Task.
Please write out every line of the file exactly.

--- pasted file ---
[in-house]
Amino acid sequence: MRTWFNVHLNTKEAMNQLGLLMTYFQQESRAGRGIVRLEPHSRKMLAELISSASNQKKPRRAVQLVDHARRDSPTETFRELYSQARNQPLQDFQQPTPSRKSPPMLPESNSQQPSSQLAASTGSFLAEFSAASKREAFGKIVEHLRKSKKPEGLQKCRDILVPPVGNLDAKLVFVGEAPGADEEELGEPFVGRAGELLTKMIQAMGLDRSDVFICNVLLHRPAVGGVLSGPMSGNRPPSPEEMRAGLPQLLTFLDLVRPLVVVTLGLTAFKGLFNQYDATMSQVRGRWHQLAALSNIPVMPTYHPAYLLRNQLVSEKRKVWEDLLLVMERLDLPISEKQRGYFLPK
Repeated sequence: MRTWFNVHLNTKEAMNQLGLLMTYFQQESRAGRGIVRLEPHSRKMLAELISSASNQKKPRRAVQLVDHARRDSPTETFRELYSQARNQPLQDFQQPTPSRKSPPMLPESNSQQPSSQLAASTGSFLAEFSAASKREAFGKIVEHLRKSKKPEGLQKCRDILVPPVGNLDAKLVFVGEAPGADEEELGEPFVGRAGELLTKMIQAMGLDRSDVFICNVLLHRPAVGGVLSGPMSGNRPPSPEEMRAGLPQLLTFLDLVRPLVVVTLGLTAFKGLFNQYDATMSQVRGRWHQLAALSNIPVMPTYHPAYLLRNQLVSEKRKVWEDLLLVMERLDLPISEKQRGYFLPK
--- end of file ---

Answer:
[in-house]
Amino acid sequence: MRTWFNVHLNTKEAMNQLGLLMTYFQQESRAGRGIVRLEPHSRKMLAELISSASNQKKPRRAVQLVDHARRDSPTETFRELYSQARNQPLQDFQQPTPSRKSPPMLPESNSQQPSSQLAASTGSFLAEFSAASKREAFGKIVEHLRKSKKPEGLQKCRDILVPPVGNLDAKLVFVGEAPGADEEELGEPFVGRAGELLTKMIQAMGLDRSDVFICNVLLHRPAVGGVLSGPMSGNRPPSPEEMRAGLPQLLTFLDLVRPLVVVTLGLTAFKGLFNQYDATMSQVRGRWHQLAALSNIPVMPTYHPAYLLRNQLVSEKRKVWEDLLLVMERLDLPISEKQRGYFLPK
Repeated sequence: MRTWFNVHLNTKEAMNQLGLLMTYFQQESRAGRGIVRLEPHSRKMLAELISSASNQKKPRRAVQLVDHARRDSPTETFRELYSQARNQPLQDFQQPTPSRKSPPMLPESNSQQPSSQLAASTGSFLAEFSAASKREAFGKIVEHLRKSKKPEGLQKCRDILVPPVGNLDAKLVFVGEAPGADEEELGEPFVGRAGELLTKMIQAMGLDRSDVFICNVLLHRPAVGGVLSGPMSGNRPPSPEEMRAGLPQLLTFLDLVRPLVVVTLGLTAFKGLFNQYDATMSQVRGRWHQLAALSNIPVMPTYHPAYLLRNQLVSEKRKVWEDLLLVMERLDLPISEKQRGYFLPK